Wednesday, 26 January 2011

How to paint a cat - step 3

Michelangelo’s wall fresco The Last Judgment in the Sistine Chapel of Vatican City was commissioned 30 years after he completed the ceiling of the same building. However, the prevailing attitudes of the time and the artistic movement of the Renaissance did not always line up, as is the case in The Last Judgment.

The artist was accused of immorality and obscenity, having depicted naked figures inside this most important church. After Michelangelo’s death, the nudity was censored with robes and fig leaves painted onto the work by one of his own students, Daniele da Volterra. History remembers da Volterra by the derogatory nickname “Il Braghettone,” which translates “the breeches-painter.”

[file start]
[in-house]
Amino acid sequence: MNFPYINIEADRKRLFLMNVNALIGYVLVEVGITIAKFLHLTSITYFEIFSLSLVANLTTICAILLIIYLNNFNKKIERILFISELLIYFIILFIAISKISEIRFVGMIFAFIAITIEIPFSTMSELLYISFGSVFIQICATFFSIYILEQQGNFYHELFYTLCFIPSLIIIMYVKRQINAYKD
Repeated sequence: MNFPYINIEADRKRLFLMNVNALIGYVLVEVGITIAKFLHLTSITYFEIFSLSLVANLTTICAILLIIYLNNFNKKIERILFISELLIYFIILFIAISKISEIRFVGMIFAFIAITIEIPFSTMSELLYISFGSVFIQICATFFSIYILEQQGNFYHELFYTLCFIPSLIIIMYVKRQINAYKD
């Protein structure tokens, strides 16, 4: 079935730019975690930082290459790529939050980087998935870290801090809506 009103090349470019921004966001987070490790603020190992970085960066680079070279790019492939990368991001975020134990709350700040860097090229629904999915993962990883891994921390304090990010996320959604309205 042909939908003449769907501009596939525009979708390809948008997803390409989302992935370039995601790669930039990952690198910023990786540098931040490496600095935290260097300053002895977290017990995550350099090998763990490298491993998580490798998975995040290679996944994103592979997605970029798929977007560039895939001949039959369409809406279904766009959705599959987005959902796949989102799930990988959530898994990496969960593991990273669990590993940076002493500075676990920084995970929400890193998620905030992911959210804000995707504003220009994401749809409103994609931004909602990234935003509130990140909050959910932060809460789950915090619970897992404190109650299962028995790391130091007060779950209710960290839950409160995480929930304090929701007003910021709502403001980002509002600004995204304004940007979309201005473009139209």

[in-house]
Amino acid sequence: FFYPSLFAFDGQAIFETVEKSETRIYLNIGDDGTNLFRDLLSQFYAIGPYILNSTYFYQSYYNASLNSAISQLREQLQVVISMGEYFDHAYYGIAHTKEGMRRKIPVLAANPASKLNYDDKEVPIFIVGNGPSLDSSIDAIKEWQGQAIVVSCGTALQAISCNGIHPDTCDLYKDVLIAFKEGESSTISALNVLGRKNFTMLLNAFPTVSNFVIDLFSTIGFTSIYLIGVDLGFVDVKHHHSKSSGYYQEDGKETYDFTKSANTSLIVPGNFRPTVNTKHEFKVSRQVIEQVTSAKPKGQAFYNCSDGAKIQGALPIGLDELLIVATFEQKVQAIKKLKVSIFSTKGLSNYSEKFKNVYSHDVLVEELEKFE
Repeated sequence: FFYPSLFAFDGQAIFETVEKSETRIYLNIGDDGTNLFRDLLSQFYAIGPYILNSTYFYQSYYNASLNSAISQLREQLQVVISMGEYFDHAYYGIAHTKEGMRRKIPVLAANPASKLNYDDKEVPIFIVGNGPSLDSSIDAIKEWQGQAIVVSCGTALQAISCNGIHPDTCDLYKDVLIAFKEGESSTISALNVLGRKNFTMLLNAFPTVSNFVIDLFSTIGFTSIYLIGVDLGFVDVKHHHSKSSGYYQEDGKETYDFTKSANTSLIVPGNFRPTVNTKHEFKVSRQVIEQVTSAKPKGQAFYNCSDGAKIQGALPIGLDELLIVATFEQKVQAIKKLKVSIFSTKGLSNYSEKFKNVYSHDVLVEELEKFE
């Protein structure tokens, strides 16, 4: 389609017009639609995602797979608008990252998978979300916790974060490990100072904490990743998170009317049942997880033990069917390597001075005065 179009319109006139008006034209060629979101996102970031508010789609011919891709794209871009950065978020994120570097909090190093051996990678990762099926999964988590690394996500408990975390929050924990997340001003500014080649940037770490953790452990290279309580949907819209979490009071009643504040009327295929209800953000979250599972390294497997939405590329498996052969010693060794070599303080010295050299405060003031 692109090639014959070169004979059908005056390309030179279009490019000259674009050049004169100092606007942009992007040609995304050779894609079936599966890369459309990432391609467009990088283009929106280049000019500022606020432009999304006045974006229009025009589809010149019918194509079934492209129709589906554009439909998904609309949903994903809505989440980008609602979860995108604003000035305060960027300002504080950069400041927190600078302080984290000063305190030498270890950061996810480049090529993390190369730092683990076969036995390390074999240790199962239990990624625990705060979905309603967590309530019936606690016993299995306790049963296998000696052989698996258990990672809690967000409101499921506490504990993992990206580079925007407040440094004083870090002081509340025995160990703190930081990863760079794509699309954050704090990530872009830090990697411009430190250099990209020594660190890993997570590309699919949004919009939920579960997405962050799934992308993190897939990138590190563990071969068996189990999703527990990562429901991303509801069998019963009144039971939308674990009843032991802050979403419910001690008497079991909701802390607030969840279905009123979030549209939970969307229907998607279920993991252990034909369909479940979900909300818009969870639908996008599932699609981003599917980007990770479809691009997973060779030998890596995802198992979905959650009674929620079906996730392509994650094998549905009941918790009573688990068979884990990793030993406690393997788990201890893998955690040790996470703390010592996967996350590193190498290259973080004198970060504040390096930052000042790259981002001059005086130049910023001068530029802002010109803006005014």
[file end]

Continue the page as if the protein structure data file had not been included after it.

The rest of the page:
Similar covers have been applied to paintings and sculptures in many cases since, causing debates between art purists and advocates for modern applications of decency.

Now I am not one to dictate what you should and should not do but I personally feel this sort of censorship is a sad reflection of the times we live in and I strongly recommend you do not succumb to any social pressure you may feel to censor your work. We all know cats have dicks and burgers. Your painting is a representation of life, nature, a lingering projection. Project the truth. I will go into technical details in the next step.

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